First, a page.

Friday, August 05, 2011

Civility in Politics

James Taranto's column, "Civility: The Denouement":

Hey, what ever happened to civility?

That's not a rhetorical question. Back in January, after a madman shot Rep. Gabrielle Giffords and a crowd of her constituents, gravely wounding her and killing six, the liberal elite briefly developed an obsession with the supposed dangers of uncivil political rhetoric.

Before a suspect had even been identified, as we noted Jan. 10, Fitzsimmons, the Tucson cartoonist, was on CNN blaming "the right in Arizona" for "stoking the fire of heated anger and rage" and making the attack "inevitable." Fitzsimmons later apologized, but former Enron adviser Paul Krugman did not. Sources inside Krugman's head told him that the Tea Party dunnit ...

There were many other examples, including Hendrik Hertzberg of The New Yorker, who complained of "shocking vituperation and hatred, virtually all of it coming from people who call themselves conservatives." When his fellow liberals falsely accused conservatives of mass murder, Hertzberg was unshocked. ...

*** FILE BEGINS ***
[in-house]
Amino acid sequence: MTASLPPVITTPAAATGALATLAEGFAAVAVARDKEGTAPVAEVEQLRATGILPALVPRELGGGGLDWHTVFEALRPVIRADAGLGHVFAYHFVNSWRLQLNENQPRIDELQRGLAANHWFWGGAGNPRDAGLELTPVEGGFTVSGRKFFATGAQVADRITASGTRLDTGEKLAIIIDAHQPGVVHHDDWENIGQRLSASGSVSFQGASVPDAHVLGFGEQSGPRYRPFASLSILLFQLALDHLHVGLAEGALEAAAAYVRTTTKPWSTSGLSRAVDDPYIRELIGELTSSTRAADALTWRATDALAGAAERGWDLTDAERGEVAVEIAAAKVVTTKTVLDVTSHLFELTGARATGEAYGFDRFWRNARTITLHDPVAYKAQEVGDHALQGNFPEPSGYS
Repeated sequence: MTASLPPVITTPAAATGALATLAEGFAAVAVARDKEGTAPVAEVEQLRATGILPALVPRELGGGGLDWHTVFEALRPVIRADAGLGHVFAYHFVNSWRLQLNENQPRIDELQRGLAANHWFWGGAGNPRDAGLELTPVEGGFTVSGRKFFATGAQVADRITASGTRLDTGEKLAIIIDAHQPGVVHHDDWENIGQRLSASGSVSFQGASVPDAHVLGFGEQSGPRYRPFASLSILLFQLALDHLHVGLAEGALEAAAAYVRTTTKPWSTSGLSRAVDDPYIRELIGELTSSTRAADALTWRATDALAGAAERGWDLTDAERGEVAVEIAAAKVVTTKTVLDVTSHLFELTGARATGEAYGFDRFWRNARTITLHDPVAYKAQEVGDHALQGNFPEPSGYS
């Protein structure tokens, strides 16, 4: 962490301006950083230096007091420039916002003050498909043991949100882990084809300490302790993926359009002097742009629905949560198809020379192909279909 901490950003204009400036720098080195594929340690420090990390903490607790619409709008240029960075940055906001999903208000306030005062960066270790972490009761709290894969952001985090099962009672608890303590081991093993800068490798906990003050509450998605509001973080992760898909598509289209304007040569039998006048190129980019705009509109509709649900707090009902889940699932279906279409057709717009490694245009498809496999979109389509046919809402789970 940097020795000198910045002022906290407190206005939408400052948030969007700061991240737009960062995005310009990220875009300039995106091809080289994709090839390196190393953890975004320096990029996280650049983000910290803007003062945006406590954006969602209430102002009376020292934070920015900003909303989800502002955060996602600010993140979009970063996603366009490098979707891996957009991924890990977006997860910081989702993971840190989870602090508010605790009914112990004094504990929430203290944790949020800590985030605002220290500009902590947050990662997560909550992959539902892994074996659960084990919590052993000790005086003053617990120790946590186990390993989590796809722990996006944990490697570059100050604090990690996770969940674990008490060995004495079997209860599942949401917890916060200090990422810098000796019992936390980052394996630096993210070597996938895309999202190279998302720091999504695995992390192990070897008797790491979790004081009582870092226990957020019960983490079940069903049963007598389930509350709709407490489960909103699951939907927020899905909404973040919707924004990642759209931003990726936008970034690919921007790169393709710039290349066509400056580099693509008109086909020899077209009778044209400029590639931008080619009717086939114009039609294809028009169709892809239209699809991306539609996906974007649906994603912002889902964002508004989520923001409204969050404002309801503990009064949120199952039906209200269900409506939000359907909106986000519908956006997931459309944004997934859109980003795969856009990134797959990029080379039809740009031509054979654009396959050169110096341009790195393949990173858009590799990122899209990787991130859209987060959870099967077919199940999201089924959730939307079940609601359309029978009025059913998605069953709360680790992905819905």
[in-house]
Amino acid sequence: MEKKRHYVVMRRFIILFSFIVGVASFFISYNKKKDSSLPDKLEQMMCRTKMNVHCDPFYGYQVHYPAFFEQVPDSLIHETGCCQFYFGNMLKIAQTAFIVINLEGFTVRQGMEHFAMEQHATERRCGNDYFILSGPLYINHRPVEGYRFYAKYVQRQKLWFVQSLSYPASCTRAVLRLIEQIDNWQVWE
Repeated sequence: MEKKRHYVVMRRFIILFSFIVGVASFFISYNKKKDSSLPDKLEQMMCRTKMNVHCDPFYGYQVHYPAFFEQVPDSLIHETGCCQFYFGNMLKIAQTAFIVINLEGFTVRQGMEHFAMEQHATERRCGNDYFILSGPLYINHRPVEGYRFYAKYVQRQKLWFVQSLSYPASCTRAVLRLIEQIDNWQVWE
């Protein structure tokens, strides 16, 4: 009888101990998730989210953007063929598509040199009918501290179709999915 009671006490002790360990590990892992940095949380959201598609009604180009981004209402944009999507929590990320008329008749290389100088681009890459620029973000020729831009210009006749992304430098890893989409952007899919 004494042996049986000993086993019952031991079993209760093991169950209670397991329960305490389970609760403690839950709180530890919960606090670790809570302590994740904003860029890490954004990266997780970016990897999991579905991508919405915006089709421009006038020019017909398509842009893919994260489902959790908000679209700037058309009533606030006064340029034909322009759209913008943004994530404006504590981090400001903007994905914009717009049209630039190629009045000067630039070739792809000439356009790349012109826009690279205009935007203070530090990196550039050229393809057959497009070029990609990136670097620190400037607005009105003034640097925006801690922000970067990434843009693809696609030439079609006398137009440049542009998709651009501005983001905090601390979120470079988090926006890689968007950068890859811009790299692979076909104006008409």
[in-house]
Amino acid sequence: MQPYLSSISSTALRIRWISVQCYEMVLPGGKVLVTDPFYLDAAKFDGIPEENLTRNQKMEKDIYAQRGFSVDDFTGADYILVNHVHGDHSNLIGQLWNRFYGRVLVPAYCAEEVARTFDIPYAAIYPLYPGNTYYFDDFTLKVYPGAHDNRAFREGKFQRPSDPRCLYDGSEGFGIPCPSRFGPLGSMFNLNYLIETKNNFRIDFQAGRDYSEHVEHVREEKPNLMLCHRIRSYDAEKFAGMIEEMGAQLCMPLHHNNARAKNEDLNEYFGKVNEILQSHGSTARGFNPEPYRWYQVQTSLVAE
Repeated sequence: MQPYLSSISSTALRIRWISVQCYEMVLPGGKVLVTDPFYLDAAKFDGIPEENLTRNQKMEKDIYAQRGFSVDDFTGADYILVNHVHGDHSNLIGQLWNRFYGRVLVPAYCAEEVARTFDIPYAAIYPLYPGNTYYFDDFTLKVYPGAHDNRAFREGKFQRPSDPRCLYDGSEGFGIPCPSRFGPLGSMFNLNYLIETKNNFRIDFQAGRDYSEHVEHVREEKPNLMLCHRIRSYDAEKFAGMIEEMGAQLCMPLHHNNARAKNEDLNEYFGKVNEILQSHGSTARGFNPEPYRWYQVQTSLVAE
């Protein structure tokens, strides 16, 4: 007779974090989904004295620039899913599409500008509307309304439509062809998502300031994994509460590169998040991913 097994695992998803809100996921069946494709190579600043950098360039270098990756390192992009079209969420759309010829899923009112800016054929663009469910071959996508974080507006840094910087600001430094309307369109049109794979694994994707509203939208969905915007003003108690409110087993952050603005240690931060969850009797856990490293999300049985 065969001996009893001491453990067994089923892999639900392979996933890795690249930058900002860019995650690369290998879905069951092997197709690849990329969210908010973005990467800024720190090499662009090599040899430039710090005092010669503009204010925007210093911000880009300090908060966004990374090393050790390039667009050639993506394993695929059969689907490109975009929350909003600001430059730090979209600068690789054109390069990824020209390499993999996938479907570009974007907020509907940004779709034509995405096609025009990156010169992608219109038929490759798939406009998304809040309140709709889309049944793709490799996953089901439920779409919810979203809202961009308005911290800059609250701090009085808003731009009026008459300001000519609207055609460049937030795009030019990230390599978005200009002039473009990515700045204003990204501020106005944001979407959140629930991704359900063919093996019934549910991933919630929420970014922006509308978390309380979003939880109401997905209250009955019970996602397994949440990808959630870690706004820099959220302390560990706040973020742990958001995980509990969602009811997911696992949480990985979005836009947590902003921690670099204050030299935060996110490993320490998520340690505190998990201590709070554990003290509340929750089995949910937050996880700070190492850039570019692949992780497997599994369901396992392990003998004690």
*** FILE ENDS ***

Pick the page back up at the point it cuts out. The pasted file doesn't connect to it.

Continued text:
Then it was February, and the liberal elite lost all interest in policing "the boundaries of public discourse." The faux goo-goo group Common Cause held a rally where participants urged the lynching of Supreme Court justices. Liberals--including at least one Democratic congressman--employed actual violent rhetoric against Wisconsin's Gov. Scott Walker, whose state budget reforms stripped government employee unions of many of their expensive privileges.

And now, of course, all of liberaldom is likening the Tea Party to terrorists. But really, that message is entirely consistent with the one in January, and indeed with the message the liberal elite has been propagating since the early days of the Obama administration: that the Tea Party is illegitimate.

I would add that the actual reasons given are irrelevant; they will say anything at all to delegitimize the Tea Party regardless of any truth, surely, but also regardless of whether they contradict themselves.

Taranto's whole piece is well worth reading, as usual.

Finally, a good word for the LA Times, whose Andrew Malcolm condemns the vice-presidents eliminationist rhetoric.

Related:Anti-Tea Party Vitriol

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